What immediate harm? The GND calls for, among many other things, eliminating fossil fuels en route to completely restructuring the U.S. economy. Mark Alexander warns the GND’s authoritarian goals “would result in catastrophic worldwide economic collapse.” But if you don’t take his word for it, Greenpeace co-founder Patrick Moore declared that “it would be basically the end of civilization.”

No wonder unions are a bit worried.

But Ocasio-Cortez tells us there’s nothing to fear from “being automated out of work.” In fact, she says, our “core problem” is that “we live in a society where if you don’t have a job, you are left to die.” That’s not true, of course, but it’s why her since-removed GND FAQ section called for paying even those people “unwilling to work.” Maybe unemployed union workers can ask her for a paycheck.

The irony is that the GND would hurt hard-working, blue-collar people that make up most unions — the same people who have long been Democrat voters. And because renewable energy is simply not sufficient to meet our needs, it would also hurt the poor, who are far less able to shoulder the burden of skyrocketing energy costs and other new expenses imposed by the $93 trillion boondoggle.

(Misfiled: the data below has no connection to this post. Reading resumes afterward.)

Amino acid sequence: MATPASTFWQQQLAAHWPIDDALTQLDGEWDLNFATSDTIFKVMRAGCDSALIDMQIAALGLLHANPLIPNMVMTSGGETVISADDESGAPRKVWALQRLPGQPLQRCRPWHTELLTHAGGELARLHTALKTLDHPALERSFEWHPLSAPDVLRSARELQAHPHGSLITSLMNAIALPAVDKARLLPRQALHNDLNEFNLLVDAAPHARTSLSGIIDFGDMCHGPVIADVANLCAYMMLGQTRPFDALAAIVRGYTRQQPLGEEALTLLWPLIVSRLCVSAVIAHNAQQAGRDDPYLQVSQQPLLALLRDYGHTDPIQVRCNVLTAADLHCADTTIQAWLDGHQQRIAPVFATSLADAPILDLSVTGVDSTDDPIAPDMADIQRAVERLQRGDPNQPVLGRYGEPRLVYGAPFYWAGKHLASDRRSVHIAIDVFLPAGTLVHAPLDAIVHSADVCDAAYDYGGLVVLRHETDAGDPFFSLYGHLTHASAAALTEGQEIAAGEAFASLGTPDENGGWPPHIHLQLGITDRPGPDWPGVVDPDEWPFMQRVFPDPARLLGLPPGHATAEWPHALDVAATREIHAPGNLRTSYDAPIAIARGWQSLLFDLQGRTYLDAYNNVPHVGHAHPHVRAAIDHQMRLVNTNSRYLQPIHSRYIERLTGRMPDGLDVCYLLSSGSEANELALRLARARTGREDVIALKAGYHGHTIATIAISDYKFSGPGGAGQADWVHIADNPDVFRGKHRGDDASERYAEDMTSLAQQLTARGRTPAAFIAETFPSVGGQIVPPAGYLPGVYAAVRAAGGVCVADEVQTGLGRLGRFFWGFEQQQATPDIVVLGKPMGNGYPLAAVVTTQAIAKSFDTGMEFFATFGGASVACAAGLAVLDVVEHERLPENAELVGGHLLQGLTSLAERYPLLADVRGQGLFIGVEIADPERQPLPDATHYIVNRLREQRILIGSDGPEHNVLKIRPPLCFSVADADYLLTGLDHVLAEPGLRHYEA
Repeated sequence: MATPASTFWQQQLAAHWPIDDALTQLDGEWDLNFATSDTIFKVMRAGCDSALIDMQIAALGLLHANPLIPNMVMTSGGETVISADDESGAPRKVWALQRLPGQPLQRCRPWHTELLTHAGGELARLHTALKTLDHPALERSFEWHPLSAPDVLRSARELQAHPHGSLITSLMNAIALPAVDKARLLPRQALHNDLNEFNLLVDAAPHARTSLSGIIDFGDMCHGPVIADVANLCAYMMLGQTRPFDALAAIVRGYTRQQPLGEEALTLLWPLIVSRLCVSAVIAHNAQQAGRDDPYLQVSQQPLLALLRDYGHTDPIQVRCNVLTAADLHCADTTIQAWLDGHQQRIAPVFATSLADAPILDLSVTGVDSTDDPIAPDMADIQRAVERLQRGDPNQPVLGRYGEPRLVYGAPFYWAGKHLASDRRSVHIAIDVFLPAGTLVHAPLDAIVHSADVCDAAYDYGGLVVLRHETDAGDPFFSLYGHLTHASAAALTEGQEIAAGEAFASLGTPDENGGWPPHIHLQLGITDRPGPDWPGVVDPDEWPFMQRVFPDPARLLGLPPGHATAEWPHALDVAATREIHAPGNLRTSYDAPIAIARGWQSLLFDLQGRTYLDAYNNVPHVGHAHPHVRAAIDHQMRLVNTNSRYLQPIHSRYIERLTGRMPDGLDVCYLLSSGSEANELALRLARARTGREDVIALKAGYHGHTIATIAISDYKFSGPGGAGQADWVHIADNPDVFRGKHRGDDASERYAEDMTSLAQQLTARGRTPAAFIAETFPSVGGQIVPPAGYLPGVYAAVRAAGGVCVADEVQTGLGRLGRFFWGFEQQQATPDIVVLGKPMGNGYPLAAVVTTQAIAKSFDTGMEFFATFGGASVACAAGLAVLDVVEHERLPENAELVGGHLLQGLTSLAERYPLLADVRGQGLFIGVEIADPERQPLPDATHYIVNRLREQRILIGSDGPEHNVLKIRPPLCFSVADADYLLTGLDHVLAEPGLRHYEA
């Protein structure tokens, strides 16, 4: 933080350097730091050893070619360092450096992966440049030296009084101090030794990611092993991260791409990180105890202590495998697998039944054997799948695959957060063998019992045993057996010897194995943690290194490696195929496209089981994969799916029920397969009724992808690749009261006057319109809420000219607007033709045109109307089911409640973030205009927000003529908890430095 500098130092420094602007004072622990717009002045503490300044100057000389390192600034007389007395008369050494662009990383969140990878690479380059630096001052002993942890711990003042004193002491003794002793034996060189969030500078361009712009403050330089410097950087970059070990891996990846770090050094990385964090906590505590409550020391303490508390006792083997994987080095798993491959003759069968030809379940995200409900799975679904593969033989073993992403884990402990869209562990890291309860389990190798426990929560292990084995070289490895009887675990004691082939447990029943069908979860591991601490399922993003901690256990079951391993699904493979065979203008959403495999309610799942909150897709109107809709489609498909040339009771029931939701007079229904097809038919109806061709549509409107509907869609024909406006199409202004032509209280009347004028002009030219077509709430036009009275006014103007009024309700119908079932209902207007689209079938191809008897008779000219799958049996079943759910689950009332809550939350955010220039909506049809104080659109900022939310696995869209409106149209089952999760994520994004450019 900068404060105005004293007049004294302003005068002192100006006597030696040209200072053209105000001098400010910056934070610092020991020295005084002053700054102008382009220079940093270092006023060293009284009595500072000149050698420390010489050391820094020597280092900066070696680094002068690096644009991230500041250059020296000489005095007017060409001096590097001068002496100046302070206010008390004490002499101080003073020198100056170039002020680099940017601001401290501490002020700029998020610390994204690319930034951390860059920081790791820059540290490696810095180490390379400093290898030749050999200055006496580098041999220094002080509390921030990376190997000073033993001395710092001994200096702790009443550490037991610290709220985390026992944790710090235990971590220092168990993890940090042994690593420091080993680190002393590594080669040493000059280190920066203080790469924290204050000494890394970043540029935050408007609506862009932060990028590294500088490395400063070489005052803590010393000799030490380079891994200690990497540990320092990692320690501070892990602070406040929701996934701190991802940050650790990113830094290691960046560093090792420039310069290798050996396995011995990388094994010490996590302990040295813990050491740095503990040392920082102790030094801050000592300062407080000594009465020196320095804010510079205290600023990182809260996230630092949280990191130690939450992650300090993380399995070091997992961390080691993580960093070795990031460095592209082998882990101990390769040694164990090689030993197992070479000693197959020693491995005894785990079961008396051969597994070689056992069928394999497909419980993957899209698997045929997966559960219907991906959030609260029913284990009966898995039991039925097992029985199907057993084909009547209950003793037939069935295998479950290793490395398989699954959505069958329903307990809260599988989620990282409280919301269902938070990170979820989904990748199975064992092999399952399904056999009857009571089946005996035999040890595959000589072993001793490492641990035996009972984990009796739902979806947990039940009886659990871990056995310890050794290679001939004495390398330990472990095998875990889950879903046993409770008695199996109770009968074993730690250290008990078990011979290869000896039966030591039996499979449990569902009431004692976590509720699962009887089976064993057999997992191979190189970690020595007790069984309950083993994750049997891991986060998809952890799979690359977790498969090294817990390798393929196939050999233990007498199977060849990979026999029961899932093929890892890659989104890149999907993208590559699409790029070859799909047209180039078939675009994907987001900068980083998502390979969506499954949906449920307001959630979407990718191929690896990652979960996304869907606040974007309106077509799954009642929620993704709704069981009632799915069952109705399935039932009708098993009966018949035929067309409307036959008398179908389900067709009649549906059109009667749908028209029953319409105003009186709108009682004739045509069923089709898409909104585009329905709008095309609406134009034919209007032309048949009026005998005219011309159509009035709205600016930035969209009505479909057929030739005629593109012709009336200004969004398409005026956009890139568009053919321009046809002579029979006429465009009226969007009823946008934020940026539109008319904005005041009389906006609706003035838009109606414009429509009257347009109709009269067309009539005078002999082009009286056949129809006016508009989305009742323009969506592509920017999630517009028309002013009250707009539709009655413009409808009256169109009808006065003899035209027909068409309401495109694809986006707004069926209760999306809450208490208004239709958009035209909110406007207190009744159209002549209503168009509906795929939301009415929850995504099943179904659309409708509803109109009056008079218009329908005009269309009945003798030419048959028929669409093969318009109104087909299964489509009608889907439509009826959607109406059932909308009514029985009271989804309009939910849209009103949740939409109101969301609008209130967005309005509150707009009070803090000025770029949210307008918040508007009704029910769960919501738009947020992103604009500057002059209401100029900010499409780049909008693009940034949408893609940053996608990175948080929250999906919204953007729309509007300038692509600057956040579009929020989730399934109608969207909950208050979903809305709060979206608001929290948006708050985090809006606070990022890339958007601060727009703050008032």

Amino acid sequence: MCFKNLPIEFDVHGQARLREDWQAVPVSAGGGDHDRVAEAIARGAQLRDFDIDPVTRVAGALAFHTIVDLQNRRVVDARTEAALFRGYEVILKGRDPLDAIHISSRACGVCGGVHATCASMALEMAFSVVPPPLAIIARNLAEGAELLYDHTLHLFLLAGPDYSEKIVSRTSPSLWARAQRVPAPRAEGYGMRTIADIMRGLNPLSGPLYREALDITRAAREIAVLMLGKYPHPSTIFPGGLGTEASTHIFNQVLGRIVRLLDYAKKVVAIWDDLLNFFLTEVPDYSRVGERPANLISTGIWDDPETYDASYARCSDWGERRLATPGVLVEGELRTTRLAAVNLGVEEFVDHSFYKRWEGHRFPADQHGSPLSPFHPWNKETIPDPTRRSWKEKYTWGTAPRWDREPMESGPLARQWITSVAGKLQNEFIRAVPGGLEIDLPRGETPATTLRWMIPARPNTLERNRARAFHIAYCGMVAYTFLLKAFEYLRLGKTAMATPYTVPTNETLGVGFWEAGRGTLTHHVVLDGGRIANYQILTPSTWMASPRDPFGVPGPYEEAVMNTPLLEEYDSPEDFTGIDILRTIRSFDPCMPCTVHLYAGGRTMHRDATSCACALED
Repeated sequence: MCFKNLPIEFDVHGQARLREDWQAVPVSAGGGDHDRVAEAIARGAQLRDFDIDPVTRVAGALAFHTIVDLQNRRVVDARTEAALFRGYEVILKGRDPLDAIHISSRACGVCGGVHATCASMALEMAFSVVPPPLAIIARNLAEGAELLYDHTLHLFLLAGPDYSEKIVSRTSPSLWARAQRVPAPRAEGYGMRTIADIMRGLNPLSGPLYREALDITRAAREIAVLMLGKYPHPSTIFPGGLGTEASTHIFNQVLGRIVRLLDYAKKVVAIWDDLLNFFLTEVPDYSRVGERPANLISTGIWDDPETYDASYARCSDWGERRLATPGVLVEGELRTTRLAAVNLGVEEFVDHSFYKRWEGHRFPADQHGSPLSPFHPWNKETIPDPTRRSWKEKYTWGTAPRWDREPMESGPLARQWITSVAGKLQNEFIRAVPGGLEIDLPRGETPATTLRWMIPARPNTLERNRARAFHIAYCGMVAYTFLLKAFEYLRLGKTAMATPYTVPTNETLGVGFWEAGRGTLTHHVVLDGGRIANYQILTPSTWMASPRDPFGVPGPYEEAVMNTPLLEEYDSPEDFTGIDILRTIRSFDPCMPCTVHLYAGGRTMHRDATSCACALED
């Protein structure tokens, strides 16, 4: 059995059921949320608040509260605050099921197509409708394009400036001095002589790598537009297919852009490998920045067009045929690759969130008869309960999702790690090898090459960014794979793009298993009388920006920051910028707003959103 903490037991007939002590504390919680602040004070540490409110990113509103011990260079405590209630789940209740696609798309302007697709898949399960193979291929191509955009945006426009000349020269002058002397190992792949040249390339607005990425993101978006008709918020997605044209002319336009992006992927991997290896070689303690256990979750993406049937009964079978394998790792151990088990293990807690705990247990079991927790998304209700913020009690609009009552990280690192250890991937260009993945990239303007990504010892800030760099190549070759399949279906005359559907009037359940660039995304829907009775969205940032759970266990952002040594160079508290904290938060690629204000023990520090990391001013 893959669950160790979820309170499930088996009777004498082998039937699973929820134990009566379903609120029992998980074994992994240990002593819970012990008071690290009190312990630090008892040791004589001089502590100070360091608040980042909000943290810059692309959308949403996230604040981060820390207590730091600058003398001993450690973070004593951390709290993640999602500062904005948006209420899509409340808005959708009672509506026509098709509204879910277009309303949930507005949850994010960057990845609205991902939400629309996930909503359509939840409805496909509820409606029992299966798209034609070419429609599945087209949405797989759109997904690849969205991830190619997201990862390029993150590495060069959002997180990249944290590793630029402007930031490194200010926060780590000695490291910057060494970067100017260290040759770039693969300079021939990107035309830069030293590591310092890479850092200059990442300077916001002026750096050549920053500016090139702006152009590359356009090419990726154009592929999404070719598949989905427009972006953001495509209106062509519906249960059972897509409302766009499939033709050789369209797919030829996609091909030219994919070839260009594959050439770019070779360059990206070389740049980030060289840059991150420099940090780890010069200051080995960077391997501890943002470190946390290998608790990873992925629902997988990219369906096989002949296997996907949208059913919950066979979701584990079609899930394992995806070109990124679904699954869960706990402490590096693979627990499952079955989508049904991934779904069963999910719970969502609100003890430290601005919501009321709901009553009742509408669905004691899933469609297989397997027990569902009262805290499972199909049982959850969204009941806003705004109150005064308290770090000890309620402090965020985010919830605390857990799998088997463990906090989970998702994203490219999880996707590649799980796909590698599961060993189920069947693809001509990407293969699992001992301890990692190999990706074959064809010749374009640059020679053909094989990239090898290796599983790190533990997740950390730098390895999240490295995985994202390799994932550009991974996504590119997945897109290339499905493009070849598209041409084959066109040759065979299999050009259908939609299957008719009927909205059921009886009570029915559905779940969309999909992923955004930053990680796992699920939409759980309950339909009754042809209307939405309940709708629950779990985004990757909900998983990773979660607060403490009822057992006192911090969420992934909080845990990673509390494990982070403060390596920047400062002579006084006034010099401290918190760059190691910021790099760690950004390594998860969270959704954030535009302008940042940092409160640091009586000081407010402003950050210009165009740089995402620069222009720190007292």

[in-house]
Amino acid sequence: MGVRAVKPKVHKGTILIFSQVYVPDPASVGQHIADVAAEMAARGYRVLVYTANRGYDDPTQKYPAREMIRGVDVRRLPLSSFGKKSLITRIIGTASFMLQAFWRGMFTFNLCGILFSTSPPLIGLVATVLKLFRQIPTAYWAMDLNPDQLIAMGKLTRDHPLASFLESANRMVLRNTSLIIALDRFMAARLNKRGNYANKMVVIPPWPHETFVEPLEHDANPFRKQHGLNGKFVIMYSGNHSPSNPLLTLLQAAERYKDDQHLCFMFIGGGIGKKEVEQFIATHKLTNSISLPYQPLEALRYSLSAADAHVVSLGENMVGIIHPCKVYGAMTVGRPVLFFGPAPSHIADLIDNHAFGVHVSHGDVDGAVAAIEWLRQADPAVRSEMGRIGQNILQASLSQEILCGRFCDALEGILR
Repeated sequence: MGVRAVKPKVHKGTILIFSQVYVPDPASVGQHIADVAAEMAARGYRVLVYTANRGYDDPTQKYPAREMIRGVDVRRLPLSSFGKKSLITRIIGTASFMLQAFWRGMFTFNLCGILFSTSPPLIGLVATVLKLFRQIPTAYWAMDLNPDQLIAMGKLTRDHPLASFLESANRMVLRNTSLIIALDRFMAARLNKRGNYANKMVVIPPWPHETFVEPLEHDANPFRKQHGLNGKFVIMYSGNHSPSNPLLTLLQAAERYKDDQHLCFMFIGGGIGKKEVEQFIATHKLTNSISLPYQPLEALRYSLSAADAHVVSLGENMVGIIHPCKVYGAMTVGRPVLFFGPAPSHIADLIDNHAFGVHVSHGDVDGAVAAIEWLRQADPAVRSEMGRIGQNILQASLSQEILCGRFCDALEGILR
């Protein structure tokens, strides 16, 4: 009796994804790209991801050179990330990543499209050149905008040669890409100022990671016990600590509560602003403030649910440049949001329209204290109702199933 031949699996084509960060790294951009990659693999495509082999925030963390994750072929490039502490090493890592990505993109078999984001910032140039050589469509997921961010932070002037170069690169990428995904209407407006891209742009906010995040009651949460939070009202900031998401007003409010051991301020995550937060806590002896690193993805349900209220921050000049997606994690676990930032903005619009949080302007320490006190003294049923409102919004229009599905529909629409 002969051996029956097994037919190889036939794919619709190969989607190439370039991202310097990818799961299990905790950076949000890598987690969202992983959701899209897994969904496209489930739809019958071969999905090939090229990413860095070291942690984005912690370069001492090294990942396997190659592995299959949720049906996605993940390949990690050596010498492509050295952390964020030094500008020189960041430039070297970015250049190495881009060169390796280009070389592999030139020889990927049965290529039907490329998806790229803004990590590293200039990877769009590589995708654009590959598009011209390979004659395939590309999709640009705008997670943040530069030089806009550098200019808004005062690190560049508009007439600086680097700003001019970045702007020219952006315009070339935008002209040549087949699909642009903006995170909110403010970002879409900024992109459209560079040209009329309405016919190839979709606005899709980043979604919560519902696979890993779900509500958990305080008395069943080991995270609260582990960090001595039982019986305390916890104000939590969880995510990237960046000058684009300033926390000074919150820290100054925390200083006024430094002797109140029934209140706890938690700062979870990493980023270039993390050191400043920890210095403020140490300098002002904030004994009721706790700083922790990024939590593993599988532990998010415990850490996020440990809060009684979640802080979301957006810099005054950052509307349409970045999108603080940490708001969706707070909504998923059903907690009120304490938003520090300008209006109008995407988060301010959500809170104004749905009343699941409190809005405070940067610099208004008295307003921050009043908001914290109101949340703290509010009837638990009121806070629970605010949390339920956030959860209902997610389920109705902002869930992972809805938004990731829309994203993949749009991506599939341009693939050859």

So while the Green New Deal is fashionable among chardonnay-sipping coastal elitists and college socialists earning gender-studies degrees, out here in the real world, even other Democrat constituency groups are afraid of its disastrous consequences.


States Need to Fight Green New Deal the Right Way

The fight over the so called “Green New Deal” has gone into the states.  Although this left-wing idea is pitched as a plan to save the environment, it has elements that don’t have anything to do with environmentalism and fall into the category of new entitlement spending and an overall push for big government. Liberty minded activists in states need to be smart in fighting this idea and to be careful not to overreach.